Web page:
By Lauren Wise
By Troy Farah
By Troy Farah
By Glenn BurnSilver
By Lauren Wise
By Anthony Sandoval
By New Times Staff
By Chris Parker
It's been hard not to feel a little bit sorry for Gloritone. It's not that the local trio isn't a good band; it is. It's just that the group had the misfortune to come along a couple of years ago, as the golden age of Tempe music had ground to a halt. Instead of being judged on the merits of its own work, Gloritone was saddled with the "next Gin Blossoms" tag and lumped in with the vapid, pretty-boy pop bands that broke their backs trying to become Tempe's "next big thing."
Most of those burdens, real and imagined, were wiped away with Gloritone's homecoming show last week at the Green Room. The band's return finds it a part of a markedly different local music landscape than when it first formed in 1996.
It's been only 18 months since its debut release, Cup Runneth Over, but the group nonetheless premièred a new batch of songs (as well as a relatively new band member). The show presented a forward-looking Gloritone sounding stronger than it ever has.
The group's headlining set capped a six-city tour with RCA/Kneeling Elephant labelmates Adam Elk (featuring ex-Mommyheads front man Adam Cohen) and Sunset Valley. Both bands put on solid opening performances.
The show offered up a rare (and in some instances first) glimpse of the material that will likely make up Gloritone's sophomore release, expected next fall. The band has spent much of the past year working diligently on material to follow 1998's Cup Runneth Over.
Though Lancelot's exit was fairly quiet, Tim Anthonise, Gloritone's front man, admits the separation seemed inevitable for a long time. "Basically, our personalities didn't go together very well. That became mutually more apparent the longer we were together. So it really was a mutual parting of the ways," says Anthonise.
After Lancelot's departure in January, Refreshments/Peacemakers drummer P.H. Naffah -- an old friend of bassist Nick Scropos -- filled in for several months. After hosting auditions in the spring, the group chose Hessel, a longtime member of local pop combo the Jennys. Like many musicians on Mill Avenue these days, Hessel has been logging double duty with the two groups.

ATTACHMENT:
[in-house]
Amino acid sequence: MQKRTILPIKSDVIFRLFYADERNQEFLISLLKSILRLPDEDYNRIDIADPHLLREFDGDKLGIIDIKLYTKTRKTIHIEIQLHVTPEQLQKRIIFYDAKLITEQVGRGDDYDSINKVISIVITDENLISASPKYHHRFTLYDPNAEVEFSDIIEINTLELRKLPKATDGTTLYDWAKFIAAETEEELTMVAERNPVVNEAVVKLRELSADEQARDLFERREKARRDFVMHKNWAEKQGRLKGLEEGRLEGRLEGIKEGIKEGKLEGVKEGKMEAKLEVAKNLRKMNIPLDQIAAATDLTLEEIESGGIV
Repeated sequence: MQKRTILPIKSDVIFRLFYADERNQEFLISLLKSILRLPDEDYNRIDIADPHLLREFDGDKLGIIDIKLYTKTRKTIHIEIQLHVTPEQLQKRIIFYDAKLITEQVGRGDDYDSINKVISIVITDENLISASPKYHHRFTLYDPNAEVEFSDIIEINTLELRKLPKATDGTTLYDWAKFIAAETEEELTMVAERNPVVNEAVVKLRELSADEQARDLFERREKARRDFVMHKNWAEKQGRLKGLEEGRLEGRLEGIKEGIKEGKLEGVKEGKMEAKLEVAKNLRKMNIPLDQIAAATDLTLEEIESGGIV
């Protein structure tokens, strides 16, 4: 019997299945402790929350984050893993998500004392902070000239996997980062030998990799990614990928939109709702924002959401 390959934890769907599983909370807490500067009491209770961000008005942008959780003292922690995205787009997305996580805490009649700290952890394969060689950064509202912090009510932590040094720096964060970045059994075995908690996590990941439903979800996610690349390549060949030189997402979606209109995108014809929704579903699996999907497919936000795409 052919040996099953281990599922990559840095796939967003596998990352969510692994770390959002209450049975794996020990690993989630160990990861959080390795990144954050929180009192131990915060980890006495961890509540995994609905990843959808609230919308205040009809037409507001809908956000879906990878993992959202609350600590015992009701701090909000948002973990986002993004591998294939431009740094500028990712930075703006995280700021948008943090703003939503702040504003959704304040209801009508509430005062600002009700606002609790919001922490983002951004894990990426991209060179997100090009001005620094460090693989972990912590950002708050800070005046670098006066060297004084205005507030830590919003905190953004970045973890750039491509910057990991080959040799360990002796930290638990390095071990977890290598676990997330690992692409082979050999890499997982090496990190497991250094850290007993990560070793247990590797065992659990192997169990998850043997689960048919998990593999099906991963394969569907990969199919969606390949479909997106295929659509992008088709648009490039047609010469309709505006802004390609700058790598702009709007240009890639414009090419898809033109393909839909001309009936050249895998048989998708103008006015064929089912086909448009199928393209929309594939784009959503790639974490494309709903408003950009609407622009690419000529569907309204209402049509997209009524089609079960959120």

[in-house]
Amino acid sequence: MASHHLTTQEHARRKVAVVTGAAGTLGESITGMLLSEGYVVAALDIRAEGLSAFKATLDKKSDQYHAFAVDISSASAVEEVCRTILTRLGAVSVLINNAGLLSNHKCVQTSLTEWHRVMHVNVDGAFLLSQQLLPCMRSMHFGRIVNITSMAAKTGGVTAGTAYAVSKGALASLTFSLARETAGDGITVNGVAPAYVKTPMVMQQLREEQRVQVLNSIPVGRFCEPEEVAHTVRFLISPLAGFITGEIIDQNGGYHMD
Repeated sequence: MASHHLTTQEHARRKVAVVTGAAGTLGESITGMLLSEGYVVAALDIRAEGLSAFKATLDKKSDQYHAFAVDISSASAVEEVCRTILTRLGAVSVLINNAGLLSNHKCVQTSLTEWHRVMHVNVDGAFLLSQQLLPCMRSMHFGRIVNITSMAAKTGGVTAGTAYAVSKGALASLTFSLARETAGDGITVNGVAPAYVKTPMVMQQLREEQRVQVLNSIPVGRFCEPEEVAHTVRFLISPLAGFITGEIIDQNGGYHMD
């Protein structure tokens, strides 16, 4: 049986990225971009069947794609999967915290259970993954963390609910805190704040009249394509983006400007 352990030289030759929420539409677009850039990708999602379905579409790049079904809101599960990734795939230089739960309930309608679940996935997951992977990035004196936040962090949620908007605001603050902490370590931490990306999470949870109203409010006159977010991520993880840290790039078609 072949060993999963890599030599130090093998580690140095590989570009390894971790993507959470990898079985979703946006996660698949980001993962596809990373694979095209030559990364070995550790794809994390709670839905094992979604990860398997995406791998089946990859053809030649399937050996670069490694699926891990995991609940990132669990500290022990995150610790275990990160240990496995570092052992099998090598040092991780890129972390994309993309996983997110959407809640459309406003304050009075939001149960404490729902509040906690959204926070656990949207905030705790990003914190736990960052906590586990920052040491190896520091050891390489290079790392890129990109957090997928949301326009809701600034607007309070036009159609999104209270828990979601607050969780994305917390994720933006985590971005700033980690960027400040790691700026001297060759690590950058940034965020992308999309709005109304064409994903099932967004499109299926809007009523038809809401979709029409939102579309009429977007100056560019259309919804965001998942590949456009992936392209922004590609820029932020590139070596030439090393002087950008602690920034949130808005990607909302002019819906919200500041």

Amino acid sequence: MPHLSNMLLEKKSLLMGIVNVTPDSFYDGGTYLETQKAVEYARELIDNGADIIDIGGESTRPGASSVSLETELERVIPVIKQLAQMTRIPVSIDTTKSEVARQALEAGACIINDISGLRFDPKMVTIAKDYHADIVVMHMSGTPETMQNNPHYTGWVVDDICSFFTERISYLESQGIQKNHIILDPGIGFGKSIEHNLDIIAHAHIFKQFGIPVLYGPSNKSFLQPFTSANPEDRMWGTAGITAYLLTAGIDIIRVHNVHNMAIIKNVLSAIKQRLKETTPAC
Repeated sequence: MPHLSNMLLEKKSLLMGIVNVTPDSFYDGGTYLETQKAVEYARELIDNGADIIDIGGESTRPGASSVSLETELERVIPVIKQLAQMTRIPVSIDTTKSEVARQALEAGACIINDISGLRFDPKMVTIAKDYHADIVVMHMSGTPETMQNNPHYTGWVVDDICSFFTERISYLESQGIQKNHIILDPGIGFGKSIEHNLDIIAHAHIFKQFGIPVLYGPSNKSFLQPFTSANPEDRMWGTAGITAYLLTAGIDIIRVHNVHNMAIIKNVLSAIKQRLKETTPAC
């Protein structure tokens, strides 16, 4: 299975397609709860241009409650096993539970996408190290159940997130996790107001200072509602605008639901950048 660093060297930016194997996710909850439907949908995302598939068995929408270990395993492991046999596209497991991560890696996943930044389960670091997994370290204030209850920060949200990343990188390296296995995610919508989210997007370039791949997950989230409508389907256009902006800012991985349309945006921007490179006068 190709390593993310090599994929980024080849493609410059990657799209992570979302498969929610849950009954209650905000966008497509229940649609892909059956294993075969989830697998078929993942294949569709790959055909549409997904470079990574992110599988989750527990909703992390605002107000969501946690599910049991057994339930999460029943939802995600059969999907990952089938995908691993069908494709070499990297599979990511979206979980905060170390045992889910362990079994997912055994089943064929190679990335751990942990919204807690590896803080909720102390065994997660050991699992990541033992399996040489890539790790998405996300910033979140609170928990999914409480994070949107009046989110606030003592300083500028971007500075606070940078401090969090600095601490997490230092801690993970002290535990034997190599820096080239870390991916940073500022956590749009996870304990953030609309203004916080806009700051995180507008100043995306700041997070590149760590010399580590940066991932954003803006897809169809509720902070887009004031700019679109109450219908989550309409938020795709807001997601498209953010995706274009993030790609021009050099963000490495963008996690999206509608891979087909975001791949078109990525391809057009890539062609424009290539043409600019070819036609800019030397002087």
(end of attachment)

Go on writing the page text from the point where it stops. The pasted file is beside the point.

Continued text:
The new lineup has been limited to a handful of live performances, yet Anthonise says Hessel has "worked out really, really well." Anthonise also hints that the trio may augment its lineup with a second guitarist.
Aside from the recent mini-tour and the appearance of its first single, "Halfway," on the soundtrack of the Brett "Hitman" Hart documentary Wrestling With Shadows, Gloritone has kept a relatively low profile for much of '99, holed up in a rehearsal/recording space writing new songs.
"We bought some recording gear and started demo-ing things," says Anthonise. "We've recorded everything two, three times. We've been going over everything and working on different arrangements."
The result is a collection of songs that sound strikingly different from those on Cup Runneth Over. Gloritone has made an aesthetic leap forward by expanding its musical vocabulary with varied instrumentation -- which, Anthonise says, includes "flamenco guitars and all kinds of weird shit."
The extended time off has afforded the group opportunities to experiment with a new palette of sounds and machines.
"It's having the time and also Scott [Hessel] coming into the band. He brought in a lot of gadgets," says Anthonise with a laugh. "He had a large arsenal of gear, which is actually very cool because I've never got to mess around with that stuff. We're using a lot of stuff on computer; creating drum loops and just trying to work writing off that kind of thing. So just from that aspect, it's been a little eye-opening because I'm getting to dabble in a lot of shit I've never got to mess with."
By taking their time, the musicians have managed to avoid the trap -- namely the safety of redundancy -- of the dreaded "sophomore slump." The months spent preparing for the album have also coincided well with Anthonise's development as a songwriter -- an element that may signal Gloritone's gradual evolution from a power trio into something else entirely.
It's hard to grasp some of the subtle changes in a live setting, but the new songs feature less of Anthonise's percussive guitar assault and the thick bottom end of the rhythm section -- the yin that made Cup Runneth Overan unqualified creative success. The new songs rely more heavily on yang -- the layered, underpinning melody of songs like "She Was a Good Thing" and "9 Summers." The shift puts added importance on harmony; Scropos' backing vocals were more prominent during the Green Room show.
Although Anthonise acknowledges the change in his writing, he believes it's a natural evolution that will continue. "I don't even know what we will be like six months from now. I've never really had an architecture that I've tried to follow."
The band's debut was recorded at Hollywood's Grand Master studio with producer/engineer Bradley Cook (whose credits include work with the Foo Fighters and Tool). The group wants to record the new album in a different setting and with someone else at the controls. The musicians expect to begin talking to prospective producers in the next two weeks. Recording dates have not been set.
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